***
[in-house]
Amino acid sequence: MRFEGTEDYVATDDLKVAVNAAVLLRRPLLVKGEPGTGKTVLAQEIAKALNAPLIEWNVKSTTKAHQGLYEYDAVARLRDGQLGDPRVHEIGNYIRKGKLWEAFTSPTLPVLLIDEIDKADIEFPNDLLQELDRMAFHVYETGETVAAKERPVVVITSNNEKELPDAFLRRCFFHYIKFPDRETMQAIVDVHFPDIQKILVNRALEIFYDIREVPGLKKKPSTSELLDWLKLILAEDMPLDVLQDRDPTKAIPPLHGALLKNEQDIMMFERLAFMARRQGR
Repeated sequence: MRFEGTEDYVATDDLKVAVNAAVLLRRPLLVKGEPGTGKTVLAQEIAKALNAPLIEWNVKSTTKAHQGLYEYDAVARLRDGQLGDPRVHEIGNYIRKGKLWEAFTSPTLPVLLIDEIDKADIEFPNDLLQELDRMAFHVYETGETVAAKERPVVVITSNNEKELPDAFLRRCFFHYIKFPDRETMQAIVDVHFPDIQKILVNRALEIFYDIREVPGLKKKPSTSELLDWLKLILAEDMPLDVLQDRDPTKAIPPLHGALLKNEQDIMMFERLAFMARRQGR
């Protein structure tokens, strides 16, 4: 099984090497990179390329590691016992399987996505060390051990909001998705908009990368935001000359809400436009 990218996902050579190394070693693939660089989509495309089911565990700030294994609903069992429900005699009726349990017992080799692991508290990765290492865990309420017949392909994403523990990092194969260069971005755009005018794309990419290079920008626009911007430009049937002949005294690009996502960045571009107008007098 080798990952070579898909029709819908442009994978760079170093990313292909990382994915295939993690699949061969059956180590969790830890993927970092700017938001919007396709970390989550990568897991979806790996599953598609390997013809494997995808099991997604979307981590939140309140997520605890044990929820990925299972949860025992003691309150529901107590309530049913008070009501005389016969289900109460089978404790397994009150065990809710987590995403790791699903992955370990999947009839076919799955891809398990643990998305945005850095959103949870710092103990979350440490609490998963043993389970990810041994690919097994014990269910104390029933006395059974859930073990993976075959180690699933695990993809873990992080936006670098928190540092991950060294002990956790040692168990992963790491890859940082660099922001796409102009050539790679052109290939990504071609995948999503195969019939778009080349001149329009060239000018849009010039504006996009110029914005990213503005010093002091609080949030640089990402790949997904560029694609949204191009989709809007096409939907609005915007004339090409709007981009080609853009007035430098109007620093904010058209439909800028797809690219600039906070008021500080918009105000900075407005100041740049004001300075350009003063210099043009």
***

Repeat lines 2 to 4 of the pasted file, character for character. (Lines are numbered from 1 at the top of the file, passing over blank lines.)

Amino acid sequence: MRFEGTEDYVATDDLKVAVNAAVLLRRPLLVKGEPGTGKTVLAQEIAKALNAPLIEWNVKSTTKAHQGLYEYDAVARLRDGQLGDPRVHEIGNYIRKGKLWEAFTSPTLPVLLIDEIDKADIEFPNDLLQELDRMAFHVYETGETVAAKERPVVVITSNNEKELPDAFLRRCFFHYIKFPDRETMQAIVDVHFPDIQKILVNRALEIFYDIREVPGLKKKPSTSELLDWLKLILAEDMPLDVLQDRDPTKAIPPLHGALLKNEQDIMMFERLAFMARRQGR
Repeated sequence: MRFEGTEDYVATDDLKVAVNAAVLLRRPLLVKGEPGTGKTVLAQEIAKALNAPLIEWNVKSTTKAHQGLYEYDAVARLRDGQLGDPRVHEIGNYIRKGKLWEAFTSPTLPVLLIDEIDKADIEFPNDLLQELDRMAFHVYETGETVAAKERPVVVITSNNEKELPDAFLRRCFFHYIKFPDRETMQAIVDVHFPDIQKILVNRALEIFYDIREVPGLKKKPSTSELLDWLKLILAEDMPLDVLQDRDPTKAIPPLHGALLKNEQDIMMFERLAFMARRQGR
């Protein structure tokens, strides 16, 4: 099984090497990179390329590691016992399987996505060390051990909001998705908009990368935001000359809400436009 990218996902050579190394070693693939660089989509495309089911565990700030294994609903069992429900005699009726349990017992080799692991508290990765290492865990309420017949392909994403523990990092194969260069971005755009005018794309990419290079920008626009911007430009049937002949005294690009996502960045571009107008007098 080798990952070579898909029709819908442009994978760079170093990313292909990382994915295939993690699949061969059956180590969790830890993927970092700017938001919007396709970390989550990568897991979806790996599953598609390997013809494997995808099991997604979307981590939140309140997520605890044990929820990925299972949860025992003691309150529901107590309530049913008070009501005389016969289900109460089978404790397994009150065990809710987590995403790791699903992955370990999947009839076919799955891809398990643990998305945005850095959103949870710092103990979350440490609490998963043993389970990810041994690919097994014990269910104390029933006395059974859930073990993976075959180690699933695990993809873990992080936006670098928190540092991950060294002990956790040692168990992963790491890859940082660099922001796409102009050539790679052109290939990504071609995948999503195969019939778009080349001149329009060239000018849009010039504006996009110029914005990213503005010093002091609080949030640089990402790949997904560029694609949204191009989709809007096409939907609005915007004339090409709007981009080609853009007035430098109007620093904010058209439909800028797809690219600039906070008021500080918009105000900075407005100041740049004001300075350009003063210099043009």